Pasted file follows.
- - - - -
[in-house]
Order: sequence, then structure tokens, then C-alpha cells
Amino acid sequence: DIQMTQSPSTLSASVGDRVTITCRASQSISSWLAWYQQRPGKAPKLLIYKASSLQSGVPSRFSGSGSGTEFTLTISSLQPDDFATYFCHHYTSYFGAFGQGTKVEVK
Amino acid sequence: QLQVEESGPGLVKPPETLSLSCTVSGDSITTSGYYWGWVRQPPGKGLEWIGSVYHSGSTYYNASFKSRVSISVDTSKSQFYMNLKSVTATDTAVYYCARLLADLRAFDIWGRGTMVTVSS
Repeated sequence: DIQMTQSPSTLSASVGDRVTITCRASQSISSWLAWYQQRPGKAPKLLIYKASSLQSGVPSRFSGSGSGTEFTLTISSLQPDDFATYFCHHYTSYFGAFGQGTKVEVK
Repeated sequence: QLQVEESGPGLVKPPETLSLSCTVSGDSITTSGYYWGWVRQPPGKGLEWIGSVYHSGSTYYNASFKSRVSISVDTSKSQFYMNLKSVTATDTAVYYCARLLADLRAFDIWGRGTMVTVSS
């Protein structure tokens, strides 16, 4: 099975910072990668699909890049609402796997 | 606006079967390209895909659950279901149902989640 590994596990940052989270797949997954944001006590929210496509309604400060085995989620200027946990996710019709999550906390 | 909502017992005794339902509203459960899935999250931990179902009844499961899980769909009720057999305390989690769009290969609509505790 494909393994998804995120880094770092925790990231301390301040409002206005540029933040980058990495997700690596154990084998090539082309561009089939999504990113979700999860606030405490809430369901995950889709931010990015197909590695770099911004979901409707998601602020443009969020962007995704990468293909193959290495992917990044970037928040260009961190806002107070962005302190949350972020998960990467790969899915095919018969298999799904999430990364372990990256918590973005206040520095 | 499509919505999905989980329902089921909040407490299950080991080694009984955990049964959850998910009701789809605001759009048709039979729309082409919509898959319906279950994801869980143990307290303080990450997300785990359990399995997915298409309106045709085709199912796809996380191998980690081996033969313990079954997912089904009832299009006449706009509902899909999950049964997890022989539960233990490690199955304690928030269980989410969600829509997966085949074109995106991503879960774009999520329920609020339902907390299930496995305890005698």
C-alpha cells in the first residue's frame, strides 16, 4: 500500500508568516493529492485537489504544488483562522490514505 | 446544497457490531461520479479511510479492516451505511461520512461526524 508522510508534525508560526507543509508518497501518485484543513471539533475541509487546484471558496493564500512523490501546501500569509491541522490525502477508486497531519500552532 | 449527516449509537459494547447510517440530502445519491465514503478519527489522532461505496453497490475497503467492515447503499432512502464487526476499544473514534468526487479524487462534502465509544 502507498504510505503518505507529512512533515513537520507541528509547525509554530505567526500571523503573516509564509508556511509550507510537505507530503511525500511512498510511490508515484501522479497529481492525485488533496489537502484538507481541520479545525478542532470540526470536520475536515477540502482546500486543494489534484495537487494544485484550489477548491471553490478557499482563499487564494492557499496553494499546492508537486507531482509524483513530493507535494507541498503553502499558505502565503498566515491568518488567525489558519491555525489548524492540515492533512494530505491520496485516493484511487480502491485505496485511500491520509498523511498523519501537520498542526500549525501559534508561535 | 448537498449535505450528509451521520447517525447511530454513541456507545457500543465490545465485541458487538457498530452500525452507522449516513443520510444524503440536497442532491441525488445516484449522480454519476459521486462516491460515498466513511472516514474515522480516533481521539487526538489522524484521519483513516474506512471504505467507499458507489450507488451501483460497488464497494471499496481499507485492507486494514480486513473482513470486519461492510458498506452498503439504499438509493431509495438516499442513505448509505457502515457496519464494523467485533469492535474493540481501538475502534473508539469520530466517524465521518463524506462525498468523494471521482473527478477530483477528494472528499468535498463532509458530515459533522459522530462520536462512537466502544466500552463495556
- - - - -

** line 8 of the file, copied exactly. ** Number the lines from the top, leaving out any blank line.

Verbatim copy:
C-alpha cells in the first residue's frame, strides 16, 4: 500500500508568516493529492485537489504544488483562522490514505 | 446544497457490531461520479479511510479492516451505511461520512461526524 508522510508534525508560526507543509508518497501518485484543513471539533475541509487546484471558496493564500512523490501546501500569509491541522490525502477508486497531519500552532 | 449527516449509537459494547447510517440530502445519491465514503478519527489522532461505496453497490475497503467492515447503499432512502464487526476499544473514534468526487479524487462534502465509544 502507498504510505503518505507529512512533515513537520507541528509547525509554530505567526500571523503573516509564509508556511509550507510537505507530503511525500511512498510511490508515484501522479497529481492525485488533496489537502484538507481541520479545525478542532470540526470536520475536515477540502482546500486543494489534484495537487494544485484550489477548491471553490478557499482563499487564494492557499496553494499546492508537486507531482509524483513530493507535494507541498503553502499558505502565503498566515491568518488567525489558519491555525489548524492540515492533512494530505491520496485516493484511487480502491485505496485511500491520509498523511498523519501537520498542526500549525501559534508561535 | 448537498449535505450528509451521520447517525447511530454513541456507545457500543465490545465485541458487538457498530452500525452507522449516513443520510444524503440536497442532491441525488445516484449522480454519476459521486462516491460515498466513511472516514474515522480516533481521539487526538489522524484521519483513516474506512471504505467507499458507489450507488451501483460497488464497494471499496481499507485492507486494514480486513473482513470486519461492510458498506452498503439504499438509493431509495438516499442513505448509505457502515457496519464494523467485533469492535474493540481501538475502534473508539469520530466517524465521518463524506462525498468523494471521482473527478477530483477528494472528499468535498463532509458530515459533522459522530462520536462512537466502544466500552463495556